Amendments proposed by clause 34 will reduce from 12 months to 3 months the period that a taxpayer is required to reside in the completed dwelling to attract the full exemption (on both house and land). That clause also proposes that the provisions be extended to situations where a taxpayer erects a dwelling on land acquired before 20 September 1985, or constructs a new dwelling following the demolition of an existing dwelling or completes a partially constructed dwelling.
Under the present CGT provisions, no PRE is available if the taxpayer dies during the construction period and only a partial exemption is available if the taxpayer dies within the minimum residency period. Clause 34 proposes that the PRE be available where a taxpayer dies during the period after the commencement of construction of a dwelling on his/her land but prior to fulfilling the now to be three month residency requirement.
Similarly, clause 34 proposes that the PRE be available in situations where a taxpayer dies during a temporary period of absence (of less than four years) from a principal residence. At present, a dwelling will retain tax exempt status as a principal residence where the taxpayer is temporarily absent provided the taxpayer returns to reside in that dwelling within four years and elects, within a prescribed time, that the PRE is to apply to the dwelling. Where the taxpayer dies during a period of absence, this requirement is not met and, for example, a beneficiary may inherit a dwelling with only a partial PRE. The Bill also proposes that the Commissioner of Taxation be allowed to accept late elections from taxpayers (including trustees and surviving joint tenants) for the temporary absence exemption.
The current CGT provisions do not allow a PRE for a home owned by a trustee and occupied by a beneficiary except in certain circumstances where the trustee acquired the dwelling as the trustee of a deceased estate. The Bill proposes that the PRE become available in limited cases where a home is occupied by beneficiaries of certain trust estates for periods where the title to the home remains vested in the trustee.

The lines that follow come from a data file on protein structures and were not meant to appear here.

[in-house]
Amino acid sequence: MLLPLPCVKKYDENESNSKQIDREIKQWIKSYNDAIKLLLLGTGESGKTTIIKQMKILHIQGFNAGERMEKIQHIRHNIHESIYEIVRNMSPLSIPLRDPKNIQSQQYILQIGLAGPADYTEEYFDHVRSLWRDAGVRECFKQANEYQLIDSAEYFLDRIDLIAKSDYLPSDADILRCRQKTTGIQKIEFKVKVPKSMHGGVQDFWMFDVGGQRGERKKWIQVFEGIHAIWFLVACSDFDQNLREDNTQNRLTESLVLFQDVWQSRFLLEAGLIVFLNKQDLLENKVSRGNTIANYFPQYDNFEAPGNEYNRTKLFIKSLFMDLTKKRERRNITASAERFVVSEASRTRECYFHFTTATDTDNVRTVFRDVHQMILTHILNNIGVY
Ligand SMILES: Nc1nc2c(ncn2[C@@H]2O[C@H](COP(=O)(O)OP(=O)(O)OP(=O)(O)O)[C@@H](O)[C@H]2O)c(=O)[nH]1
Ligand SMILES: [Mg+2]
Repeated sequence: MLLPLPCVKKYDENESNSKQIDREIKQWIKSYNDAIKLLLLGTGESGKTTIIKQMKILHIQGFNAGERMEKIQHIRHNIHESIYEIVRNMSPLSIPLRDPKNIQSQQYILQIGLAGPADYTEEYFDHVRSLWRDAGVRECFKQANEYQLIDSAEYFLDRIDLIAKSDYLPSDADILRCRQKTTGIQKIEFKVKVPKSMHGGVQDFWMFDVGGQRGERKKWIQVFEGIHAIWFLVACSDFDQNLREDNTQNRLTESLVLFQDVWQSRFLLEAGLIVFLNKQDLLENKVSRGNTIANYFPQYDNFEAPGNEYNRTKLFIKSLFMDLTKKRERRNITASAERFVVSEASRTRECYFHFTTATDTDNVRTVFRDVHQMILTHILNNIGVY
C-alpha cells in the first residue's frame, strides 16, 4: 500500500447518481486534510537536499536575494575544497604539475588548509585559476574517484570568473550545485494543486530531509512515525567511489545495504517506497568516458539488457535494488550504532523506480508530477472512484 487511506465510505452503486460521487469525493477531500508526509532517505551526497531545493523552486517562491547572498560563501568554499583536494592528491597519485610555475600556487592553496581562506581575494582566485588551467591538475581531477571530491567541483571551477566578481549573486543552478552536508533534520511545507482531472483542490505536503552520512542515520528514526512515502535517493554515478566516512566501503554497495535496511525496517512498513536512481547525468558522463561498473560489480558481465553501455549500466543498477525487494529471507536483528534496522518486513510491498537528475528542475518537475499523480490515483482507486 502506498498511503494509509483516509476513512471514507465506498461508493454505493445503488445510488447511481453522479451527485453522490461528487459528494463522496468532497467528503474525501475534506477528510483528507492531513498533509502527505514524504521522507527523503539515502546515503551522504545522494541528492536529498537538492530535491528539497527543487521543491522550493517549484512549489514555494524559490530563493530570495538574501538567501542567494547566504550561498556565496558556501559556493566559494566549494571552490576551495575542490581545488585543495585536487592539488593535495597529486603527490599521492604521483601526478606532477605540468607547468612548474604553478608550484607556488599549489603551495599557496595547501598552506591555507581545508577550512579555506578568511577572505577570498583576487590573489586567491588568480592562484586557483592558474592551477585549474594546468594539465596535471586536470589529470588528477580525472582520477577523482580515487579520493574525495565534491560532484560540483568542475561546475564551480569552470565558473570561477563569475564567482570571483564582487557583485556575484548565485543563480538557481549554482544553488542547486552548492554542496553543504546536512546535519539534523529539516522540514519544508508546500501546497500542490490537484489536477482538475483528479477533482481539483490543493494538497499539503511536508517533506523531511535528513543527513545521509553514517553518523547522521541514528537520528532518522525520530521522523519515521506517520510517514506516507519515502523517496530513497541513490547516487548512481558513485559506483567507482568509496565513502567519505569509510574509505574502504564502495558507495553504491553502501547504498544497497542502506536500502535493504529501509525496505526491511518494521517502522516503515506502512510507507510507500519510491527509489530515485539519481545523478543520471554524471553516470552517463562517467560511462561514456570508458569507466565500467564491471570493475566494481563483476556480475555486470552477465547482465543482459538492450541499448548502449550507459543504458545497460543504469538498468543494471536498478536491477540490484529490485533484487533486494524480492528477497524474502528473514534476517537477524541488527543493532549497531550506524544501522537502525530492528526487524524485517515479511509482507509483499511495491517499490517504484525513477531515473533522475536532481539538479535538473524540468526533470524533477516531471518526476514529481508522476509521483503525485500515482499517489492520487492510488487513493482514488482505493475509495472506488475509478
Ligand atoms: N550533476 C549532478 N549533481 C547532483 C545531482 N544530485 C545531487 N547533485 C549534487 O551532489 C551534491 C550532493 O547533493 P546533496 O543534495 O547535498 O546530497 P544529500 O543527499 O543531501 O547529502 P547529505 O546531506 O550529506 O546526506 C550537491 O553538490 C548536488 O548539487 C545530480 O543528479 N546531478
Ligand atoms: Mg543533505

First, by various amendments to the Assessment Act proposed by clause 34 a PRE is to apply, on the sale of a deceased person's home, for any period, since the date of death, during which the dwelling had been the principal residence of a person who holds a life tenancy under the terms of the deceased's will.
Second, by proposed subsection 160ZZQ(20C) of the Act, which clause 34 proposes be inserted in that Act, where, in the administration of a deceased estate, the trustee acquires a home to be occupied by a beneficiary in accordance with the terms of the will of the deceased person, that dwelling will be eligible for the PRE for the period it was occupied by the beneficiary.
Third, the effect of proposed subsections 160M(1A) and 160V(1A) of the Assessment Act - which clauses 14 and 15 propose be inserted in that Act - when these subsections are read with existing provisions of the Assessment Act, will be that the actions of the trustee of the estate of a person under a legal disability will be taken for CGT purposes to be actions of the beneficiary, and the transfer of assets between a beneficiary and a trustee and the return of the assets by the trustee will not be taken to be a disposal of the assets. This will have the effect that a PRE will apply for a period where a home is occupied as the sole or principal residence by a beneficiary under a legal disability and the home is sold before title passes to that beneficiary.
Two further amendments which will affect the availability of the PRE for taxpayers who inherit homes are proposed by the Bill.
The first of these amendments are set out in proposed sub-section 160ZZQ(20B), which clause 34 proposes be inserted in the Assessment Act. That subsection will apply where a taxpayer is in a "chain of beneficiaries", that is, where he or she inherited the home from a deceased person who in turn had inherited the home from another deceased person (and so on). Because CGT liabilities do not arise on death, the amendments will apply through an unbroken line of beneficiaries back to the point at which the home was first acquired on or after 20 September 1985.
At present the availability of the PRE is generally determined by reference to use of the home as the principal residence of the person disposing of the home and the person from whom the home was inherited. However, where an asset acquired on or after 20 September 1985 passes through one or more deceased estates, accrued CGT liabilities are effectively 'passed-on' because the cost base of the asset to the beneficiary is its indexed cost base (rather than market value) to the deceased person.
Subsection 160ZZQ(20B) will apply where its effect is to reduce a taxable capital gain realised (or to increase a capital loss incurred) after 19 September 1985 and on or before 15 August 1989 (the date of the announcement of this proposed amendment) but it will not apply in respect of that period where its effect would be to increase a taxable capital gain or to reduce an allowable capital loss. However, for homes disposed of on or after 16 August 1989, the amendments will apply in all cases.